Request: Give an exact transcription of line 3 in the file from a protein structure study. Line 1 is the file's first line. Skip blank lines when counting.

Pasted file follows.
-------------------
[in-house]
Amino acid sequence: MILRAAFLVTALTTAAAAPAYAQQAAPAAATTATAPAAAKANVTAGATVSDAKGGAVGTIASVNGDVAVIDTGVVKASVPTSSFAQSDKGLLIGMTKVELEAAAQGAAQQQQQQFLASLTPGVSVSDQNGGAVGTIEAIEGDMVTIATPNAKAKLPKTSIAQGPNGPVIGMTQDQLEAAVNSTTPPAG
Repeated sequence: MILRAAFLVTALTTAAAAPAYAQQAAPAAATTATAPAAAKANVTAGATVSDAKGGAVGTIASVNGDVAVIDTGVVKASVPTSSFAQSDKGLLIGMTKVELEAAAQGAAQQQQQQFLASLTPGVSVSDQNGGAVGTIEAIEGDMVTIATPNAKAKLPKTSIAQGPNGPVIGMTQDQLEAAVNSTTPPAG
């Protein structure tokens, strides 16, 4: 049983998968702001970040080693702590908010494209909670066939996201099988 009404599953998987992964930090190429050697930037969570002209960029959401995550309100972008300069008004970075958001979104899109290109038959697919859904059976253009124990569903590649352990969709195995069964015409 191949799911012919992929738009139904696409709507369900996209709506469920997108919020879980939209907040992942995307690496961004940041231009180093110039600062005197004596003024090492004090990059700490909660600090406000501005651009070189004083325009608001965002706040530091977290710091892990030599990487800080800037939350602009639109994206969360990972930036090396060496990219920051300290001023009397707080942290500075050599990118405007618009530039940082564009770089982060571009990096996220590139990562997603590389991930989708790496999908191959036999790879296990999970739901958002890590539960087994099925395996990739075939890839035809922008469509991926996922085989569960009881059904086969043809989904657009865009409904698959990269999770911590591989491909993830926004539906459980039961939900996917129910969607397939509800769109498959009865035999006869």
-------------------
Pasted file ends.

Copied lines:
Repeated sequence: MILRAAFLVTALTTAAAAPAYAQQAAPAAATTATAPAAAKANVTAGATVSDAKGGAVGTIASVNGDVAVIDTGVVKASVPTSSFAQSDKGLLIGMTKVELEAAAQGAAQQQQQQFLASLTPGVSVSDQNGGAVGTIEAIEGDMVTIATPNAKAKLPKTSIAQGPNGPVIGMTQDQLEAAVNSTTPPAG